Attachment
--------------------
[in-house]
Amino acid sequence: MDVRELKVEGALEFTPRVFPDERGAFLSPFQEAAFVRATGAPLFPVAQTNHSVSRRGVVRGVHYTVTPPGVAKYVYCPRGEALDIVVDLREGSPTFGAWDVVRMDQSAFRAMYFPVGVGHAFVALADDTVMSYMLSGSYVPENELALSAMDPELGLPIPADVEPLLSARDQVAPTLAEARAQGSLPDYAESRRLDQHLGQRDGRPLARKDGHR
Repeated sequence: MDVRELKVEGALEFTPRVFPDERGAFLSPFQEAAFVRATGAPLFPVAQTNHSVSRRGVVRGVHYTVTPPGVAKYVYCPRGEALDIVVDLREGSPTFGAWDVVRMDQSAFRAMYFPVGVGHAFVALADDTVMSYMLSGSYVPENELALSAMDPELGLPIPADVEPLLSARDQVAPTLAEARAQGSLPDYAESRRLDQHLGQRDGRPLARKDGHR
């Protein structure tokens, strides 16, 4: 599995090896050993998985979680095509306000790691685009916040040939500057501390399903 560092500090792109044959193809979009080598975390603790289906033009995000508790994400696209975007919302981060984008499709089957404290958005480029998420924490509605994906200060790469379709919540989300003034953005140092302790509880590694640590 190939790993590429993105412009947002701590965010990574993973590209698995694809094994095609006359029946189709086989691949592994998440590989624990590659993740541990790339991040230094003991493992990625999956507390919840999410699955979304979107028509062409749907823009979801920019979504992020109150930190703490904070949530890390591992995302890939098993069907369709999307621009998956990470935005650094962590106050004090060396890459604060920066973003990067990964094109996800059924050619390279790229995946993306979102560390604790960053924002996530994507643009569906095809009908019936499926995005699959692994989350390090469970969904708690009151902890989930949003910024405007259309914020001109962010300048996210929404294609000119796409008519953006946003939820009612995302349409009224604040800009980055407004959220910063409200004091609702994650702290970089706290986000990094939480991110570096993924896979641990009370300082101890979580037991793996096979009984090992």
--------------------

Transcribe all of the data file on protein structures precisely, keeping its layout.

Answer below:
[in-house]
Amino acid sequence: MDVRELKVEGALEFTPRVFPDERGAFLSPFQEAAFVRATGAPLFPVAQTNHSVSRRGVVRGVHYTVTPPGVAKYVYCPRGEALDIVVDLREGSPTFGAWDVVRMDQSAFRAMYFPVGVGHAFVALADDTVMSYMLSGSYVPENELALSAMDPELGLPIPADVEPLLSARDQVAPTLAEARAQGSLPDYAESRRLDQHLGQRDGRPLARKDGHR
Repeated sequence: MDVRELKVEGALEFTPRVFPDERGAFLSPFQEAAFVRATGAPLFPVAQTNHSVSRRGVVRGVHYTVTPPGVAKYVYCPRGEALDIVVDLREGSPTFGAWDVVRMDQSAFRAMYFPVGVGHAFVALADDTVMSYMLSGSYVPENELALSAMDPELGLPIPADVEPLLSARDQVAPTLAEARAQGSLPDYAESRRLDQHLGQRDGRPLARKDGHR
């Protein structure tokens, strides 16, 4: 599995090896050993998985979680095509306000790691685009916040040939500057501390399903 560092500090792109044959193809979009080598975390603790289906033009995000508790994400696209975007919302981060984008499709089957404290958005480029998420924490509605994906200060790469379709919540989300003034953005140092302790509880590694640590 190939790993590429993105412009947002701590965010990574993973590209698995694809094994095609006359029946189709086989691949592994998440590989624990590659993740541990790339991040230094003991493992990625999956507390919840999410699955979304979107028509062409749907823009979801920019979504992020109150930190703490904070949530890390591992995302890939098993069907369709999307621009998956990470935005650094962590106050004090060396890459604060920066973003990067990964094109996800059924050619390279790229995946993306979102560390604790960053924002996530994507643009569906095809009908019936499926995005699959692994989350390090469970969904708690009151902890989930949003910024405007259309914020001109962010300048996210929404294609000119796409008519953006946003939820009612995302349409009224604040800009980055407004959220910063409200004091609702994650702290970089706290986000990094939480991110570096993924896979641990009370300082101890979580037991793996096979009984090992």